While Alison's father's family is primarily Irish, most people named Shaffer in the United States are of German descent. Shaffer usually comes from German Schaefer "shepherd" or Schaffer "steward" or "baliff". Because Pennsylvania has such a large population from Germany, more Shaffers are found there than anywhere else. While it's possible that, in Alison's case, Shaffer is actually from an Irish name, I could not find any matches.
If the name is from Schaefer, it literally means "sheeper" (cognate with English sheep.) Sheep is one of those words found only in Germanic languages, with an unknown origin; it may have meant "something protected". If it is from Schaffer it literally means "shaper" (cognate with English shape), and goes back to Proto Indo European skepr, "cutter, carver, creator".
Spiritually, Shaffer begins with a shielding, protective energy, which is broken open and releases into freedom and motion.
The name has several potential origins, all of which may be partly true.
One theory, which I heard from others in my family when I was young, is that the name came from Lille, a city in northern France (originally called L'Isle, "the island", since it was built on a hill in the midst of a marsh). Around 900 AD, Lille and other areas in northern France were invaded by Vikings, who pillaged the area and then conquered and settled it. In 1066, the lords of Lille most likely joined William of Normandy in his invasion of England, and were given lands there as a reward. The English version of the French name Lille would have been Lilly. However, I have some doubt that this origin is true, since it happens that in 1066 the town was referred to in a charter as "Isla" (medieval Latin for "island"). This may just be because the charter was written in Latin; but to me it seems doubtful that in 1066 the name of the city had already been shortened to Lille. Any lords from there would not have anglicized the name as "Lilly".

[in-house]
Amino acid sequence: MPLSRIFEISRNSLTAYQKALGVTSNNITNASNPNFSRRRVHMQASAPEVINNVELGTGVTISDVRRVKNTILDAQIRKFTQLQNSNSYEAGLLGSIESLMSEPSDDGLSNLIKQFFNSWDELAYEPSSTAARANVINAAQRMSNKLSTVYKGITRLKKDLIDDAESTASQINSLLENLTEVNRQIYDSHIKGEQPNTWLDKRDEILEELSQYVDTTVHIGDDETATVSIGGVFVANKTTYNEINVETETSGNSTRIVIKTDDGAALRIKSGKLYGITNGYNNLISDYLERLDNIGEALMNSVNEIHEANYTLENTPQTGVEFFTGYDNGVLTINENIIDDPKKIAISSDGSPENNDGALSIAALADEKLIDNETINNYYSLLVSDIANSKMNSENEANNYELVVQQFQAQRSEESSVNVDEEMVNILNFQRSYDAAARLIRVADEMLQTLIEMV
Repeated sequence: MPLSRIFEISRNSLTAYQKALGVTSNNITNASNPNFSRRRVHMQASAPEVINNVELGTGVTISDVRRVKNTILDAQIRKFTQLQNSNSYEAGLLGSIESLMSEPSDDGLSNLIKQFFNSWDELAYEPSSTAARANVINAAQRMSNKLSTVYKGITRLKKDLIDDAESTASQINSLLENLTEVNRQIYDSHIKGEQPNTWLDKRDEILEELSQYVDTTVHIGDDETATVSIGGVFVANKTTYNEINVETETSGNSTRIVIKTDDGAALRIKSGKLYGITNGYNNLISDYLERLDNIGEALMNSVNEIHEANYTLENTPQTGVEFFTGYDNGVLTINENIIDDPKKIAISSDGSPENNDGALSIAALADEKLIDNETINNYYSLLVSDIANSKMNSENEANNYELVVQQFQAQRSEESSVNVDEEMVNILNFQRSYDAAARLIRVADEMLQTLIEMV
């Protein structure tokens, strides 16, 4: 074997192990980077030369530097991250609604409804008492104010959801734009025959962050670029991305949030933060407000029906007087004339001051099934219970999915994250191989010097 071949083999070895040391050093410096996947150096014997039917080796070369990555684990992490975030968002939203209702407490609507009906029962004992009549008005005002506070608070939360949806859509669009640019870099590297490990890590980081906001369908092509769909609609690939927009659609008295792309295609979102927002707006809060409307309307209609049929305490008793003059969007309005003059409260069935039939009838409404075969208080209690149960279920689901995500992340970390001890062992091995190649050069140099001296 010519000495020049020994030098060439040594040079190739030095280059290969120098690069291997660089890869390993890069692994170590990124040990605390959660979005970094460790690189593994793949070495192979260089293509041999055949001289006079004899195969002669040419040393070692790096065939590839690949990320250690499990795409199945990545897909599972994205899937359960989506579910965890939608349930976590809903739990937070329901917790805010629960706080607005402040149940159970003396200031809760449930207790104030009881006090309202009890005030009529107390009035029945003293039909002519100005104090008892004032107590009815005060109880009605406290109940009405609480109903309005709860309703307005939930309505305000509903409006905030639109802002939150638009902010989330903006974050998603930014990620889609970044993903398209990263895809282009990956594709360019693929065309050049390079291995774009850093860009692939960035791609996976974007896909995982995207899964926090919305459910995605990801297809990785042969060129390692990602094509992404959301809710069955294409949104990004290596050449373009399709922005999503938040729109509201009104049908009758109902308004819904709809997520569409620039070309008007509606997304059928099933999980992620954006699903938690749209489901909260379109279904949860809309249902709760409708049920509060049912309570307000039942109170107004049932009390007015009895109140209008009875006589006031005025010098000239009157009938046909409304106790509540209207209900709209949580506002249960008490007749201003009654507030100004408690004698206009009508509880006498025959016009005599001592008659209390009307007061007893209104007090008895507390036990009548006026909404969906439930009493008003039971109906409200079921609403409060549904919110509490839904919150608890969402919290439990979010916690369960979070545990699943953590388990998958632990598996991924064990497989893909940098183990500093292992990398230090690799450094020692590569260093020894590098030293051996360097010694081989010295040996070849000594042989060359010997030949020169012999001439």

But the name Lilly is found in two main areas in England: Berkshire and Hertfordshire. The Berkshire Lillys take their name from Old English Lillingleah, meaning "Lilla's glade". (The name "Lilla" was a personal name in Old English; it may mean "little". A glade is a woodland clearing.) The Hertfordshire Lillys are derived from Old English Linleah, "flax-glade". (Note that the word leah, "glade", is the origin and meaning of Alison's middle name, Leigh.)
In any case, however much I might wish it, the surname Lilly does not seem to be historically related to the flower name lily. That name goes back to Greek leirion, possibly borrowed from Egyptian word for the plant, hlile.
The name is full of L's, a sound of light and fluidity, as well as the notions of volume and depth. The initial 'i' sound indicates stasis, ice, stillness; the release into the second 'i' is high, tense energy.